Being from the midwest, New York has changed me for the better.  Before coming to FIT or New York City, I would have never taken risks or stepped outside of my comfort zone.  I would have never been able to walk into an interview or even get offered said position.  I’m not afraid to speak my mind or stand up for what I believe in.  I have gained confidence above all.  New York can make you grow up really quickly.  Not grow up in a way that you’re looking at retirement plans, but growing up in a way where you figure yourself out.  You start to know what you want and what you don’t.  You now have that sense of freedom and independence.  People may say that you gain those things just by going to college, but New York is a different ball game.  Prepare yourself to begin an entirely new book in your life.  New York is the place where you become the person that you are meant to be.

“I believe in New Yorkers. Whether they’ve ever questioned the dream in which they live, I wouldn’t know, because I won’t ever dare ask that question.” — Dylan Thomas

Very literally…welcome to New York.  It’s been waiting for you.

Ashley

Notes From the 6 Train: Keep Going. You Got This.

More and more I begin to see how past relationships keep resurfacing. A few weeks ago I was invited to a huge gala as a guest of honor to a former scholarship program I was involved in whilst in middle & high school. I was “One of the 52,” an alumna that had a large impact on the organization while involved/ after my graduation, by volunteering, mentoring, or tutoring. But that’s not what this post is about, this is about what happened while I was on stage.

All of the alumni got on stage and talked about our paths after graduation, what we are doing now and what we anticipate to be doing the future. I have to admit something. It was the first time I’ve ever completely owned and honored my artist title, especially in front of such a large group of people. Fully believing and owning my truth in that way has been a long time coming. Part of it was me not feeling I deserved that title and the other was being ashamed. Growing up, I’ve also been surrounded by incredibly academically focused people, and there’s been a part of that wished that I was passionate about academia in the same way.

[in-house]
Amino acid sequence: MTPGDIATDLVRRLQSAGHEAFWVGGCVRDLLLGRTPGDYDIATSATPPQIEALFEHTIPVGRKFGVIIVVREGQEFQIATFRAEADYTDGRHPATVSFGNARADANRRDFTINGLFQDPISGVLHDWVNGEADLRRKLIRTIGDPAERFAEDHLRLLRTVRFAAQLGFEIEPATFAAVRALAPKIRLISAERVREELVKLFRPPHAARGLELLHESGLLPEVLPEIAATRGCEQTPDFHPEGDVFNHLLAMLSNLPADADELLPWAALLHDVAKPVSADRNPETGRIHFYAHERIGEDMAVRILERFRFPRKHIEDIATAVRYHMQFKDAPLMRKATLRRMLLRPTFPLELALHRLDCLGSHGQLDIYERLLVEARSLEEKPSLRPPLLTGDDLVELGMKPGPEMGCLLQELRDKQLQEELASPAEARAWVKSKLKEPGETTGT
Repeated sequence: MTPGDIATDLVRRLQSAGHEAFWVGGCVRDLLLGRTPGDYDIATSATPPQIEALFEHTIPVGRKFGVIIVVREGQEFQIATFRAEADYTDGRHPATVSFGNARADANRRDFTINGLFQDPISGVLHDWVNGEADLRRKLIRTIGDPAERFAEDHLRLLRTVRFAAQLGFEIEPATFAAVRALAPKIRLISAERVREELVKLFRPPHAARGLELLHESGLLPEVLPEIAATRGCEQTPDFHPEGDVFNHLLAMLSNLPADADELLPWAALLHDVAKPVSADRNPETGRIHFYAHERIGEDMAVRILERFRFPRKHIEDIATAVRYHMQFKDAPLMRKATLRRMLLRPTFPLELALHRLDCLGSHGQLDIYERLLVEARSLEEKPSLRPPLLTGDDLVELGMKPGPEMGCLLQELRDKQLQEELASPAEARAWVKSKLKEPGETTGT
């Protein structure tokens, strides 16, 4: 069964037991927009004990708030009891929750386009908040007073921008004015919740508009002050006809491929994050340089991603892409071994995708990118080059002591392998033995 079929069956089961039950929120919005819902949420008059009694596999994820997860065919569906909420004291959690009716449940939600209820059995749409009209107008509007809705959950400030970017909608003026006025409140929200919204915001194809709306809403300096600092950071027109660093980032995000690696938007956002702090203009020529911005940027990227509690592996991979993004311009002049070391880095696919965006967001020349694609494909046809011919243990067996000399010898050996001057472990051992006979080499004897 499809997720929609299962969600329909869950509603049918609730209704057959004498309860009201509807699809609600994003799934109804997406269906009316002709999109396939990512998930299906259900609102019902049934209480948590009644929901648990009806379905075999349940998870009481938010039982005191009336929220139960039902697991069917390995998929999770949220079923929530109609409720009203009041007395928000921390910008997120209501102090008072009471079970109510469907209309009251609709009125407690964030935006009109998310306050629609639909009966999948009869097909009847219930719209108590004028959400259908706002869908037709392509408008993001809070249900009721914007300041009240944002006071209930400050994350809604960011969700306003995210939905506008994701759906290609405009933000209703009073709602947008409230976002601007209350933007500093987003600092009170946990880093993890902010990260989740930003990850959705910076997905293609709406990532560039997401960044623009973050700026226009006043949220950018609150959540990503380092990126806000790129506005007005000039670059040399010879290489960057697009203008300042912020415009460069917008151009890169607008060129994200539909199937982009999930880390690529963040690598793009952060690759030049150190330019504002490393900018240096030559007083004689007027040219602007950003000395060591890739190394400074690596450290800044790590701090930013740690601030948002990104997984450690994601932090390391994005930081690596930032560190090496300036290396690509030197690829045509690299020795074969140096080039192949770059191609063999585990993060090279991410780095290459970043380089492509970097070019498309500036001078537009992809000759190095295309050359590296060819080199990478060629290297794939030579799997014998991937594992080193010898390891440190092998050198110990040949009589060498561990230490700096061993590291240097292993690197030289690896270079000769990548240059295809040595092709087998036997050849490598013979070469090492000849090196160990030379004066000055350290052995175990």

My mentor & I.

My mentor & I.

But with unlearning the common narrative that art is not important. While also adhering to an intense artist practice, fully internalizing how important art IS, and what it means to bring it to communities spaces (which is what I’m all about), has instilled in me an unwavering pride to call myself a creator, an artist. Having the platform to stand up and just briefly mention what I am up to, and it being honored, was transformative for me. I felt proud while hearing everyone’s accomplishments, and feeling proud. I am thankful to experience these little, unexpected, cathartic moments offer unexpected healing.

Side-note: I wanted to write about this because I’ve been thinking about how blogs & the internet in general, only show snapshots of everyone’s experience. Behind that perfect Instagram picture, there was uncertainty, doubt, question of talent, etc. But for artists, it’s important to remember to not stop during those times of self-doubt. Just keep working, don’t stop, and own it.

All Things Color, Love & Fashion,
Ayanna Lane

Notes From the 6 Train: Finding Work That Fills Up You

I’m really enjoying my internship with the Laundromat Project. A few weeks ago I had the pleasure of helping out my artist, Elvira Clayton, at the Harlem Art’s Festival. We were in the kid’s corner, where we had a live drummer, with an accompanying (evolving) drum circle. We also had materials to make mini djembes for anyone to take home to continue the music at home!

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Despite the challenging weather we experienced at the Harlem’s Art Festival, there was an incredible turnout at our table. And I know why.

The drums.

It brought together every community member possible. Little kids wandered over, with their older siblings and parents following close behind. At one point, an elder, master drummer even stopped by to play for a bit.

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That’s when I remembered, why drums are so enticing. I never forget this fact, but it’s moments like this that reaffirm, usually more passionately than before, that powerful nature of the drum. It’s an obvious reminder of our humanity, as it mirrors the sound of our shared heartbeats. This is even more poignant when there’s a troupe of drums. Strangers who didn’t even exchange names, were connected, if only for a moment, by playing together.

Not only do drums remind of us our shared humanity, but creates the perfect catalyst for community building. Everyone wants to touch the drum, beat and feel the rhythm of the drum. Even the shyest and most hesitant of passerby’s found themselves enraptured in the majestic nature of the drum circle.

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As my graduation swiftly approaches, I am paying attention to work that fills me up, makes me feel whole, and this community engaging work does it for sure. That’s what I plan on doing after I graduate.

All Things Color, Love & Fashion,
Ayanna Lane